Julienne’s story: escaping the war in DR Congo

Greg Funnell

With your support, we are working with ordinary people in extraordinary circumstances to stop war destroying lives. Julienne is one of these people. This is her story.

“I remember the day my life changed forever.

War broke out in my village in DR Congo and I had to flee with my family to escape the fighting. Before this we lived peacefully. My husband made soap in a factory. We had money and shelter. We were happy.

When we fled, we went to a camp for people that had been displaced by war. Life became bitter. I did not imagine how painful it would be to live in this way with no food, no shelter, and so on.

We survived with aid and donations from charities and NGOs. But after a while they stopped coming to our rescue. Some families nearby took pity on us and gave us a small portion of land to farm. But life was always painful.

Then my husband became ill.

Photo by Greg Funnell.

One day, a woman, my friend, came to visit me. She found me crying.

I told her about my problems and she revealed that a group of women in the village were receiving help from a local organisation called Centre Resolution Conflits (CRC) supported by Peace Direct. I was hesitant but I asked if I could join, and they accepted me.

I was welcomed into the group. They told me they were there to help people like me and I felt comfortable.

After several training sessions with other mums, I received some credit from the organisation. With my first loan of $50 I divided it into two parts: half for my husband’s care and the other to invest in the field we had.

Today my life has totally changed.

I produce a lot of cassava [a local root vegetable] and I have customers who buy my goods. I now run several small businesses selling cassava, beans and rice, and a few tomatoes, onions and leeks.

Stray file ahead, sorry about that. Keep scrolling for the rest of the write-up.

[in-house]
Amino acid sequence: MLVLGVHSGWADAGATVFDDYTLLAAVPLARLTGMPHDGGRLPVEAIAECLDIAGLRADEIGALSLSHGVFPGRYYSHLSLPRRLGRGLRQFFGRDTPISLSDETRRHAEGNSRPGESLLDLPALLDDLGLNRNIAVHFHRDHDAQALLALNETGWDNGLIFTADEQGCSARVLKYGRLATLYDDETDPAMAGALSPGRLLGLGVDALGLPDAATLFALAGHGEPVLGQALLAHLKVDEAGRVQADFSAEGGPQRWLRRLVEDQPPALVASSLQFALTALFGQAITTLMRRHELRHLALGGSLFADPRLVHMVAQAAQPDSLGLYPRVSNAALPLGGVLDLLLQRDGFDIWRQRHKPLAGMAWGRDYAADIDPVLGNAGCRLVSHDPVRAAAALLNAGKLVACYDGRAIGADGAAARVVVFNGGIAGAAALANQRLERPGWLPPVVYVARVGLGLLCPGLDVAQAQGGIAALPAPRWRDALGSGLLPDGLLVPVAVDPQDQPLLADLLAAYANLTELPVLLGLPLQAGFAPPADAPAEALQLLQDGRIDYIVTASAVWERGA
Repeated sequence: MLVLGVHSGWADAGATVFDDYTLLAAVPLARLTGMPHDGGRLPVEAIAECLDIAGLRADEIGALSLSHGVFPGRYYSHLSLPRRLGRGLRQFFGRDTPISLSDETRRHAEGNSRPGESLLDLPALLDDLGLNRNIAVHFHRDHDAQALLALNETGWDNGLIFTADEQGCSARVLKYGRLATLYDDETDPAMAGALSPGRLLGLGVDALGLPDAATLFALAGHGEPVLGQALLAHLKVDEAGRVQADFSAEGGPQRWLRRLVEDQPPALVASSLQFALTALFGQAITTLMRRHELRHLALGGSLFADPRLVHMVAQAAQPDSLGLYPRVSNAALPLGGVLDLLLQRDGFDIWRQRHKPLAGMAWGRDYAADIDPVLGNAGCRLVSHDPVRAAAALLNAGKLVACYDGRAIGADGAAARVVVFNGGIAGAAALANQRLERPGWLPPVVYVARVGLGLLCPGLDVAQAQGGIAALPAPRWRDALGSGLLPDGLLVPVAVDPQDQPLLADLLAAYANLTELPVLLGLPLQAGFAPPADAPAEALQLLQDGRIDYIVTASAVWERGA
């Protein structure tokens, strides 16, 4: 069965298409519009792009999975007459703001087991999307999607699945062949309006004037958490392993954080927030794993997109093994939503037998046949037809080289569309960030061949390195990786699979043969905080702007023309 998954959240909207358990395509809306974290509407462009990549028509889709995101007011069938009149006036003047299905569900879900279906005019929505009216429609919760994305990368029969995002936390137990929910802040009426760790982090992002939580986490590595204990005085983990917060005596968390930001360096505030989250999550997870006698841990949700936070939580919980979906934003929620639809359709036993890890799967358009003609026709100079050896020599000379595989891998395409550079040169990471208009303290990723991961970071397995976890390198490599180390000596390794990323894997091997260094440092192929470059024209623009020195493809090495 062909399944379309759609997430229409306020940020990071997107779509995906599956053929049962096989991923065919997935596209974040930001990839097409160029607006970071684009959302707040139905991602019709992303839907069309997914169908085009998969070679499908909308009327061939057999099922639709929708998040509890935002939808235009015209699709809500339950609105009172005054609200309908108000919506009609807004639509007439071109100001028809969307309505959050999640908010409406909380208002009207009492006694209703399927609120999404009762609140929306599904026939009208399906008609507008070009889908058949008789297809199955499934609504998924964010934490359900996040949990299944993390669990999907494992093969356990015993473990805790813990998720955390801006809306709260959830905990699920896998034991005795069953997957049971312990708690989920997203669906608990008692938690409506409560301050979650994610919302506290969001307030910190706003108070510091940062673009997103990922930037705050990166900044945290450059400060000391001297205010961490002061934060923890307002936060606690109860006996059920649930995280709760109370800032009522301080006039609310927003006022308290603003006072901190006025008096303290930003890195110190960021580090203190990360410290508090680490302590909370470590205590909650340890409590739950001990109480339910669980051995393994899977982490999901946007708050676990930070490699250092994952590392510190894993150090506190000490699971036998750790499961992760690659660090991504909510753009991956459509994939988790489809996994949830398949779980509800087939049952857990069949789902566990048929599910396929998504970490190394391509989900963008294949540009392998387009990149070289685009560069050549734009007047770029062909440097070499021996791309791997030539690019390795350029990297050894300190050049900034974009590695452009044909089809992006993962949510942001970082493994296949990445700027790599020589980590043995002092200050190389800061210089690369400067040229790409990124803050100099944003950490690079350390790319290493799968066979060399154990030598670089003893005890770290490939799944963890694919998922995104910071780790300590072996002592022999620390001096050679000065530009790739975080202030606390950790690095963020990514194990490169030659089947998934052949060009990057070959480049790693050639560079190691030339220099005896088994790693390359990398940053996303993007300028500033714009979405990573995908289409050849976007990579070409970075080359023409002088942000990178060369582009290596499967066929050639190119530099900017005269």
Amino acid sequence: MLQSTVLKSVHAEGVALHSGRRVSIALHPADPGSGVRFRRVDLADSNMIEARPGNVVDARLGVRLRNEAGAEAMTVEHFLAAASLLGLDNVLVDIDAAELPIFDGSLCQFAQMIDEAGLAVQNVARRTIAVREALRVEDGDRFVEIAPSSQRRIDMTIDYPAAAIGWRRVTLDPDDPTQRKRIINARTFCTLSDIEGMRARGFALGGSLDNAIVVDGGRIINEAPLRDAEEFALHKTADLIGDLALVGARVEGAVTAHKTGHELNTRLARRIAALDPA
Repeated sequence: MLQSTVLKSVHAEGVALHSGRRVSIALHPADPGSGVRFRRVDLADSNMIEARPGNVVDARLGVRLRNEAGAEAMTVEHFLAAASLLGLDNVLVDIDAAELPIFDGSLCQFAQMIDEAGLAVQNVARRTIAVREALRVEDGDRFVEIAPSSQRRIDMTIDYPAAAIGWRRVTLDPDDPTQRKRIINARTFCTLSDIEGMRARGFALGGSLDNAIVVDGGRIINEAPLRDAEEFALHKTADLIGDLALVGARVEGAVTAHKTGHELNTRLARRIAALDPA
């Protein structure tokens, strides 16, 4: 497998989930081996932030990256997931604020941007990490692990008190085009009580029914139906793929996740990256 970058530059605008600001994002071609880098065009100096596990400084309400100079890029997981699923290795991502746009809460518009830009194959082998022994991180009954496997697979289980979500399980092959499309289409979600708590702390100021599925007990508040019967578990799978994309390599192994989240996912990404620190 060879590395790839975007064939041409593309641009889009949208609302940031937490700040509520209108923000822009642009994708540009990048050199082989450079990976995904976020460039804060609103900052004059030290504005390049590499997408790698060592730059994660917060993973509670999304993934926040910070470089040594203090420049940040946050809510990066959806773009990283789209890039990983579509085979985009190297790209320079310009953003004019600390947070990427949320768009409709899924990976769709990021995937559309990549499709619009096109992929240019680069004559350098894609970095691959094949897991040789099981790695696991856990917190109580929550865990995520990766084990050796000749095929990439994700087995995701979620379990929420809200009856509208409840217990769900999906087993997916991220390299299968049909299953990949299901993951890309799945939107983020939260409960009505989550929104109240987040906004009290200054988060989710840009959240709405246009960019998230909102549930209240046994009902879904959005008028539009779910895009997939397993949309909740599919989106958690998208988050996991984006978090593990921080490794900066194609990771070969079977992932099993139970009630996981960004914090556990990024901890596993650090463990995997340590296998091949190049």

Recently I managed to buy a small solar panel for lighting in my house, so we can see in the evening.

 

“Today my life has totally changed. My children have new clothes and we eat properly now.”

 

My children have new clothes and we eat properly now. My husband is proud of me because I have become the manager of all this. My eldest son wants to become a motorbike taxi driver so he can put money towards our house.

I am grateful to those who have helped me. My hope is that they keep progressing and find other women like me or families who live painfully in order to give them hope for the future, as they have done for me.

I can’t imagine the life of my family without CRC, or what my life might look like now.”

Photo: Greg Funnell

£100 could pay for five acres of land to help a woman begin farming and rebuild her life after war. Support work like this here

Related content

Amadou's Story

Amadou lives in the town of Mopti in central Mali. His story helps us to understand the way young people are affected by conflict in the region, and the ways to support their successful reintegration into society as active citizens and promoters of peace. Read more »

#GivingTuesday: the gift of peace

Happy Giving Tuesday! This holiday season, we're aiming to raise enough funds to train local people to resist violence and build peace in their communities. But we need your help to do so.  Read more »

The Big Give #ChristmasChallenge 2018

This Christmas, we're aiming to raise enough funds to train 140 people to resist violence and build peace in their communities. But we need your help to do so.  Read more »

Comments

No comments yet.

Leave a Reply

Your email address will not be published. Required fields are marked *